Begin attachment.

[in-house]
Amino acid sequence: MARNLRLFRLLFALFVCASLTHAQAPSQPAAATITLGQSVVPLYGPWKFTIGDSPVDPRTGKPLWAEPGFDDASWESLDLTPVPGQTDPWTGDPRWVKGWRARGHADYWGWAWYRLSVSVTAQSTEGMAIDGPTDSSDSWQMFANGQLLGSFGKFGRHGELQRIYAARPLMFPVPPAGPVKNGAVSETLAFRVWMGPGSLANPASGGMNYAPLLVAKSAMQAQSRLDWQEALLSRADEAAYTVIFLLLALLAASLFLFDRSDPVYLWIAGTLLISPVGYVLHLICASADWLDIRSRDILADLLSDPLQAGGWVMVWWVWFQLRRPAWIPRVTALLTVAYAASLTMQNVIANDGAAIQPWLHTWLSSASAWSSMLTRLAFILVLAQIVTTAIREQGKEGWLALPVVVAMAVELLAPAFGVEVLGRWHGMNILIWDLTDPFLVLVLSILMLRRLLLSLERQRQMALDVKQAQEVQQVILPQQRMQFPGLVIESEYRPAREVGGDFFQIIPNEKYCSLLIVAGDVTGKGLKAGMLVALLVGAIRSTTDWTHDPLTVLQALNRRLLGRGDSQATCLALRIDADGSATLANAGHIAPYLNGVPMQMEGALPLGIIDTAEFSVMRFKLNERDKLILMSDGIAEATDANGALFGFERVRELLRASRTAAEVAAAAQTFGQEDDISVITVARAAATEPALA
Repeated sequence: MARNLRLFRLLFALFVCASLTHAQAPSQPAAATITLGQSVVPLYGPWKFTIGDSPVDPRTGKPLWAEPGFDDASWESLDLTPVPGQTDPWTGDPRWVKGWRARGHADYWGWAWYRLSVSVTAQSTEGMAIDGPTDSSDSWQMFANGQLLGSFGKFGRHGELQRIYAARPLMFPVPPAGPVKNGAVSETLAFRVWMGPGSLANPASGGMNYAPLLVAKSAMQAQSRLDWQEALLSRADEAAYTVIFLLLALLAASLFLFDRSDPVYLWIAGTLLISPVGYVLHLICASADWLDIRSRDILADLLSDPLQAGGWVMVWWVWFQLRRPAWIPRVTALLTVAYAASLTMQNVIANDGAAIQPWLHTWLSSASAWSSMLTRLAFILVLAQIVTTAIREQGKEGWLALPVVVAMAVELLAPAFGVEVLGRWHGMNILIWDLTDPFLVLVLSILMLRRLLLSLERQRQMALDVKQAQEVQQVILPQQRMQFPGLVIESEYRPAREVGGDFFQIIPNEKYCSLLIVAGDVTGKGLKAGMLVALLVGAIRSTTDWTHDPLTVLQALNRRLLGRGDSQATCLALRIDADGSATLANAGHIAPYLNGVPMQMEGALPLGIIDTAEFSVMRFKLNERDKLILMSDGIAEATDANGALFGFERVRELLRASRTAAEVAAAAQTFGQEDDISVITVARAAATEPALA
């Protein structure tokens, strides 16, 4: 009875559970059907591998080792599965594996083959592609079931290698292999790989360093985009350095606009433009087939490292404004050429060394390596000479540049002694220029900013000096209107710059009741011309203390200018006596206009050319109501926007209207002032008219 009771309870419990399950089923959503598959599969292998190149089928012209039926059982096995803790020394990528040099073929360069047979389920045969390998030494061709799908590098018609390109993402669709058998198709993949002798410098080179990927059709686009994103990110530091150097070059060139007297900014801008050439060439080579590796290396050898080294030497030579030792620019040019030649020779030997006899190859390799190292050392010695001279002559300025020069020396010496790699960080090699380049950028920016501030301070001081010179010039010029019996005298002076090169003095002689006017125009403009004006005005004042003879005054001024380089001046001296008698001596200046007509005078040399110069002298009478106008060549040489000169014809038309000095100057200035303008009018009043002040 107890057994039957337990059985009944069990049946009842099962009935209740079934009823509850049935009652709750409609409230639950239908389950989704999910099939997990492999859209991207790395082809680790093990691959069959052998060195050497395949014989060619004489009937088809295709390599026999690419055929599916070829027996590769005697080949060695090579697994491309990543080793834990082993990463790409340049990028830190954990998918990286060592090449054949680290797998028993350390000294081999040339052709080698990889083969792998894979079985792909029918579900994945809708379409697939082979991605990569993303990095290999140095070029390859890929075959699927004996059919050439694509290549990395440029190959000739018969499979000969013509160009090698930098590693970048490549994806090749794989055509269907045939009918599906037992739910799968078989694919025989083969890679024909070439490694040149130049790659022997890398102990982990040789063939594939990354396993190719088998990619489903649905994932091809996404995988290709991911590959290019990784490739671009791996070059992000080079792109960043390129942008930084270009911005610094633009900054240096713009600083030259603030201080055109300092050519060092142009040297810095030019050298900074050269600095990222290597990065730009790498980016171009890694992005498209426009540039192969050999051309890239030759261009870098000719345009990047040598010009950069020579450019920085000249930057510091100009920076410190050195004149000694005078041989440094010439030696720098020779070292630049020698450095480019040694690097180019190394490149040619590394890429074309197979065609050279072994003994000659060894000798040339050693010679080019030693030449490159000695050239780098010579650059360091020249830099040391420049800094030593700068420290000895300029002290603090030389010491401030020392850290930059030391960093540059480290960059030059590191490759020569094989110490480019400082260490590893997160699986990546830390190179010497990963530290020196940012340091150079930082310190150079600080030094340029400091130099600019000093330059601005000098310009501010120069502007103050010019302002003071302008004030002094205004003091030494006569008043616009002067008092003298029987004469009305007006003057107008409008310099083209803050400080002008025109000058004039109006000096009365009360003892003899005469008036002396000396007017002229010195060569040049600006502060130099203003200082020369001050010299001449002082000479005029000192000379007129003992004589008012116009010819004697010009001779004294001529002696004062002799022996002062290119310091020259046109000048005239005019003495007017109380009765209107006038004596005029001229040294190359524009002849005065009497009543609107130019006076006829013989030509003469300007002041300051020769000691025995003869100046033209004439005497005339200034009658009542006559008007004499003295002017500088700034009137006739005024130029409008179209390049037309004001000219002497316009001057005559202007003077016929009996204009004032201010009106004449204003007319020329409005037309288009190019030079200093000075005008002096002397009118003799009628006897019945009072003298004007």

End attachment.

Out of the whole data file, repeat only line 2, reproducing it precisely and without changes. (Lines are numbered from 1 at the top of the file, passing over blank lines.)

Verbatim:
Amino acid sequence: MARNLRLFRLLFALFVCASLTHAQAPSQPAAATITLGQSVVPLYGPWKFTIGDSPVDPRTGKPLWAEPGFDDASWESLDLTPVPGQTDPWTGDPRWVKGWRARGHADYWGWAWYRLSVSVTAQSTEGMAIDGPTDSSDSWQMFANGQLLGSFGKFGRHGELQRIYAARPLMFPVPPAGPVKNGAVSETLAFRVWMGPGSLANPASGGMNYAPLLVAKSAMQAQSRLDWQEALLSRADEAAYTVIFLLLALLAASLFLFDRSDPVYLWIAGTLLISPVGYVLHLICASADWLDIRSRDILADLLSDPLQAGGWVMVWWVWFQLRRPAWIPRVTALLTVAYAASLTMQNVIANDGAAIQPWLHTWLSSASAWSSMLTRLAFILVLAQIVTTAIREQGKEGWLALPVVVAMAVELLAPAFGVEVLGRWHGMNILIWDLTDPFLVLVLSILMLRRLLLSLERQRQMALDVKQAQEVQQVILPQQRMQFPGLVIESEYRPAREVGGDFFQIIPNEKYCSLLIVAGDVTGKGLKAGMLVALLVGAIRSTTDWTHDPLTVLQALNRRLLGRGDSQATCLALRIDADGSATLANAGHIAPYLNGVPMQMEGALPLGIIDTAEFSVMRFKLNERDKLILMSDGIAEATDANGALFGFERVRELLRASRTAAEVAAAAQTFGQEDDISVITVARAAATEPALA